As food production and consumption change, researchers look to datasets to provide information on food in America. Several national datasets inform researchers, yet monitoring foods and nutrients in the sold and consumed food of Americans is a dynamic science.
This article assesses both public and commercial data sources currently available that monitor foods sold, purchased or consumed in the United States, including: store and consumer data; self-reported data on food purchase and consumption; food composition tables; and nutrition facts data. This article’s authors ask, “Given what is known about these data sources, how can the measures of the food bought or eaten and the measures of nutritional content of these foods be brought together?”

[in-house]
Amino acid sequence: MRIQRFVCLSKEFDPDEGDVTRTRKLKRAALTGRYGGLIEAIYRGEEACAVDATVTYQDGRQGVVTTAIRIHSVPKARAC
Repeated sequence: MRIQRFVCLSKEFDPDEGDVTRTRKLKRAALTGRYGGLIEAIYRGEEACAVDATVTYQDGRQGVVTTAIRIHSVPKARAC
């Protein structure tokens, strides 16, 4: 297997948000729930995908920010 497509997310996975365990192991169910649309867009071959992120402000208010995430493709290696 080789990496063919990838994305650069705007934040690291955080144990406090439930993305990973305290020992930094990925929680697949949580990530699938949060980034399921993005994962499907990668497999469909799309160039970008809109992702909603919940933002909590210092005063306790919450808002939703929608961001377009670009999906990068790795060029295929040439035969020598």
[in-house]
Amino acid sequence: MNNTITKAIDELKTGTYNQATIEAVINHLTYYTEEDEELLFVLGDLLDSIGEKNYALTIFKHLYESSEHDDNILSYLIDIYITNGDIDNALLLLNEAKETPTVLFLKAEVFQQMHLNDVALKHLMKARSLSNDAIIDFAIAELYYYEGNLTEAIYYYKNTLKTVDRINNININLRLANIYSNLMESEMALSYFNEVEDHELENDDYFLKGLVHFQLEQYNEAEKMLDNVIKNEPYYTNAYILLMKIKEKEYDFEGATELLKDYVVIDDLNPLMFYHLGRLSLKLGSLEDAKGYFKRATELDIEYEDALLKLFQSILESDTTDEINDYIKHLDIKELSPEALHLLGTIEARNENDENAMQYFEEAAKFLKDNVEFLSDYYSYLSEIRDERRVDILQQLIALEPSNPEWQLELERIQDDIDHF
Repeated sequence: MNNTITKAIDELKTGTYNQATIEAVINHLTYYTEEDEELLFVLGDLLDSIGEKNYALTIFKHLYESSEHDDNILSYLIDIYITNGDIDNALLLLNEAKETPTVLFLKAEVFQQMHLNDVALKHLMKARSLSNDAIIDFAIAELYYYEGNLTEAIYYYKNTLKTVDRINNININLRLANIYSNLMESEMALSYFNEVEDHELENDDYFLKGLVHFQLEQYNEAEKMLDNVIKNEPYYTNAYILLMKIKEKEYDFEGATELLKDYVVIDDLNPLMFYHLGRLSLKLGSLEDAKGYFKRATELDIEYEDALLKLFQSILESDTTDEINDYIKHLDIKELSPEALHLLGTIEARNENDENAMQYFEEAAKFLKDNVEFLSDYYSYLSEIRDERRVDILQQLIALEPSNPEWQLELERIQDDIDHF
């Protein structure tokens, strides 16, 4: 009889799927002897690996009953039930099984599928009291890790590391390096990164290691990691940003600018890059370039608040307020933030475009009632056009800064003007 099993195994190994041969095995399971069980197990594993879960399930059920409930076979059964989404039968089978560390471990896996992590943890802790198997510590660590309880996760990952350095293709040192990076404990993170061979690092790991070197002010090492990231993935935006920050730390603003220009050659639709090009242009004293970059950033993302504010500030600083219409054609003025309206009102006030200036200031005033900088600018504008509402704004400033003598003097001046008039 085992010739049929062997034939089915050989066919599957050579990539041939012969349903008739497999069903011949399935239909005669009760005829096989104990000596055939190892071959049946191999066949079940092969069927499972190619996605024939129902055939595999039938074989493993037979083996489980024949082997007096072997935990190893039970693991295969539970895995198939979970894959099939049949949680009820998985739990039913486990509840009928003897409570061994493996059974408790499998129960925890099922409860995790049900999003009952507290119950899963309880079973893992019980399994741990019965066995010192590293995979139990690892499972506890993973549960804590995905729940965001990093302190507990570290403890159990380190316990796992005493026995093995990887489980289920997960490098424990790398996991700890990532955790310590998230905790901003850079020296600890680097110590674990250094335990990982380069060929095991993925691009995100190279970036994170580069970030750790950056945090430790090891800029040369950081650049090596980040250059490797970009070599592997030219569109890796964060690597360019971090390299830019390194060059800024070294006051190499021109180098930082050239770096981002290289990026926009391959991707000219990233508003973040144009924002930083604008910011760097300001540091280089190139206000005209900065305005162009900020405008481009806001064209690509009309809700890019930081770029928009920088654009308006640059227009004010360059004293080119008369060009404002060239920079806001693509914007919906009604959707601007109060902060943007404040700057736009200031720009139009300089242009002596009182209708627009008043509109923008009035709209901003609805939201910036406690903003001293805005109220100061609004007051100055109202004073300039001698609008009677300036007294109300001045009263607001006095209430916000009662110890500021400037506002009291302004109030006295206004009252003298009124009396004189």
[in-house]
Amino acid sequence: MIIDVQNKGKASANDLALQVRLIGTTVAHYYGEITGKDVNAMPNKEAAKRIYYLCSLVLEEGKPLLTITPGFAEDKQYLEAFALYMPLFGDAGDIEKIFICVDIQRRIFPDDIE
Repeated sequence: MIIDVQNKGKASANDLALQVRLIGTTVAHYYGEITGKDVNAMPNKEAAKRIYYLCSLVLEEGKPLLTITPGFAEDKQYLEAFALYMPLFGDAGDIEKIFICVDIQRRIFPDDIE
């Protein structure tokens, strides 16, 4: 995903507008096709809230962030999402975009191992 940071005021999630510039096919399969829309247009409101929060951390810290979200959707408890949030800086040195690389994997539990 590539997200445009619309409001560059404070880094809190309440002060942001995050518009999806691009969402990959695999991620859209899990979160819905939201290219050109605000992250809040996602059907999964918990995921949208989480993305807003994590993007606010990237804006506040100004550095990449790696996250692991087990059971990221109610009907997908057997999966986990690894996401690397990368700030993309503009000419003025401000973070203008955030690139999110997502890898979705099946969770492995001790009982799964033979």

The authors posit that, despite research collaboration and transparency challenges, a new nutrient database is possible better reflecting nutrition’s changing environment, including:
- An average per day individual level dataset on consumption with extensive nutrition composition information for each food as reported, and
- daily, weekly, monthly or annual household level datasets on purchases and prices lined with basic nutrition information for each barcode.
The authors argue funding should support initiatives that bring many data collection systems together to answer important questions about food for researchers and policy-makers.